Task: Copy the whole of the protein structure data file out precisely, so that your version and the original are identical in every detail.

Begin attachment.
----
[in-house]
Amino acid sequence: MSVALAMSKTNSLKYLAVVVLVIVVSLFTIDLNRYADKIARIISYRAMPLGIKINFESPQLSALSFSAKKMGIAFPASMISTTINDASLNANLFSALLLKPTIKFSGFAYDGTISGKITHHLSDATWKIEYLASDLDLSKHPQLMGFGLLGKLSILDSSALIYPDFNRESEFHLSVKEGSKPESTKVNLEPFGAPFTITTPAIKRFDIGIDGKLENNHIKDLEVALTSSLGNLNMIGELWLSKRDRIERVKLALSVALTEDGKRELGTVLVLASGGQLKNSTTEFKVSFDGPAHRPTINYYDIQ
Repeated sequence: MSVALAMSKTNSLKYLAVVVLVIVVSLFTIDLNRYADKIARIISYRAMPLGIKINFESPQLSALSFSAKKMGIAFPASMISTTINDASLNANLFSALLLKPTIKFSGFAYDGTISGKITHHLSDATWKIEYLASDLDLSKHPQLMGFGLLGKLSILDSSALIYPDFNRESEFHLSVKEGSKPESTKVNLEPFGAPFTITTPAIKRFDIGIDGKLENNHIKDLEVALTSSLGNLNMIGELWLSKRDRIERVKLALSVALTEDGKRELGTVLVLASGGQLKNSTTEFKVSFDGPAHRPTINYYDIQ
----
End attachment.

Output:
[in-house]
Amino acid sequence: MSVALAMSKTNSLKYLAVVVLVIVVSLFTIDLNRYADKIARIISYRAMPLGIKINFESPQLSALSFSAKKMGIAFPASMISTTINDASLNANLFSALLLKPTIKFSGFAYDGTISGKITHHLSDATWKIEYLASDLDLSKHPQLMGFGLLGKLSILDSSALIYPDFNRESEFHLSVKEGSKPESTKVNLEPFGAPFTITTPAIKRFDIGIDGKLENNHIKDLEVALTSSLGNLNMIGELWLSKRDRIERVKLALSVALTEDGKRELGTVLVLASGGQLKNSTTEFKVSFDGPAHRPTINYYDIQ
Repeated sequence: MSVALAMSKTNSLKYLAVVVLVIVVSLFTIDLNRYADKIARIISYRAMPLGIKINFESPQLSALSFSAKKMGIAFPASMISTTINDASLNANLFSALLLKPTIKFSGFAYDGTISGKITHHLSDATWKIEYLASDLDLSKHPQLMGFGLLGKLSILDSSALIYPDFNRESEFHLSVKEGSKPESTKVNLEPFGAPFTITTPAIKRFDIGIDGKLENNHIKDLEVALTSSLGNLNMIGELWLSKRDRIERVKLALSVALTEDGKRELGTVLVLASGGQLKNSTTEFKVSFDGPAHRPTINYYDIQ